post #28 of 38
Quote:
Originally Posted by NamelessPFG View Post

 

The middleware in use by most games (usually FMOD Ex) provides absolutely no binaural mixing option for us headphone users whatsoever. Thus, it's important that we can at least get virtual 7.1 out of these titles using these technologies, even though true 3D binaural sound of the sort DirectSound3D and OpenAL could provide (because they aren't doing the mixing in the first place; the sound device is!) would be far superior.

 

The ONLY sound middleware for games I know of that actually supports binaural mixing for headphones is Rapture3D, and that's really just a software OpenAL device. I should emphasize that the "Generic Software" device that all OpenAL implementations come with by default certainly doesn't support binaural mixing.

 

If you really want to invest in external DACs, though, just getting a cheaper sound card solely to use it as a DSP and S/PDIF output is viable. The only reason I haven't done so is that my X-Fi Titanium HD sounds fine to me as is, and I'd prefer to keep the audio device chain from getting too complex.

Really? That really blows my mind a bit! So in such a setup, you're telling me a Xonar DG for example ($25) connect it to an external DAC, and it would be just as good if not better than a Xonar STX, for gaming?  The reason this is enticing goes back to the idea that these external Amp/DACs seem to have vastly longer longevity, durability and technology wise, than sound cards. If all the sound card provides is the virtual surround mixing, then it seems going the external route makes sense. I feel I must be missing *something* though :)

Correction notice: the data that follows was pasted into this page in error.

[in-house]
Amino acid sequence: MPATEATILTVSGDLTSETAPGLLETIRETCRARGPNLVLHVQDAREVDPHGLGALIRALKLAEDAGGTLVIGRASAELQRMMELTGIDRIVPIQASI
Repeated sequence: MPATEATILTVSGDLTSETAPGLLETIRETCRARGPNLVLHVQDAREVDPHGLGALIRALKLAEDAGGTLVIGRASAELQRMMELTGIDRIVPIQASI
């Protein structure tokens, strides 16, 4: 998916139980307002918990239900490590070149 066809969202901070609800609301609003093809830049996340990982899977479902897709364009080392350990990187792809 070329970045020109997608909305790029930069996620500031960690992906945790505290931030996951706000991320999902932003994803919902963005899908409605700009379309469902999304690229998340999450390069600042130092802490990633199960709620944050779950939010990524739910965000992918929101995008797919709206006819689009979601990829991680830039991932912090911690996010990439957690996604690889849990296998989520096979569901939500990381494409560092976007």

I had been considering getting the O2+ODAC combination at one point. It's an extra $150 for the DAC, and presumably far superior than the THDs DAC. 

post #29 of 38
Quote:
Originally Posted by Mehdi View Post

Really? That really blows my mind a bit! So in such a setup, you're telling me a Xonar DG for example ($25) connect it to an external DAC, and it would be just as good if not better than a Xonar STX, for gaming?  The reason this is enticing goes back to the idea that these external Amp/DACs seem to have vastly longer longevity, durability and technology wise, than sound cards. If all the sound card provides is the virtual surround mixing, then it seems going the external route makes sense. I feel I must be missing *something* though :)

 

I had been considering getting the O2+ODAC combination at one point. It's an extra $150 for the DAC, and presumably far superior than the THDs DAC. 

 

In theory, it could have even better audio output quality that way, if the outboard DAC and amp are good enough.

 

I have to warn you, though: the ODAC does NOT have S/PDIF input. There is a little workaround to use USB DACs while letting the sound card still act as the primary audio device for games, but it might introduce some slight latency and perhaps a hit to the audio quality. (Note that I don't have a good enough USB audio device to thoroughly test with.) NwAvGuy has mentioned the possibility of a higher-end ODAC revision that could implement S/PDIF without severe compromises, though.

post #30 of 38

I'm surprised not many folks like THX TruStudio while they like CMSS-3D.

If you have a THX TruStudio device make sure Windows is configured for 7.1 while your sound card should be configured for headphones. I noticed on a friend's Creative Labs headset(terrible, I know) that Windows can only be configure for 2.1 which meant there was no positioning at all. However, on my desktop I tried THX TruStudio with 7.1 channels and headphones and the positioning was every bit as good as CMSS-3D and better than Dolby Headphone on my Xonar.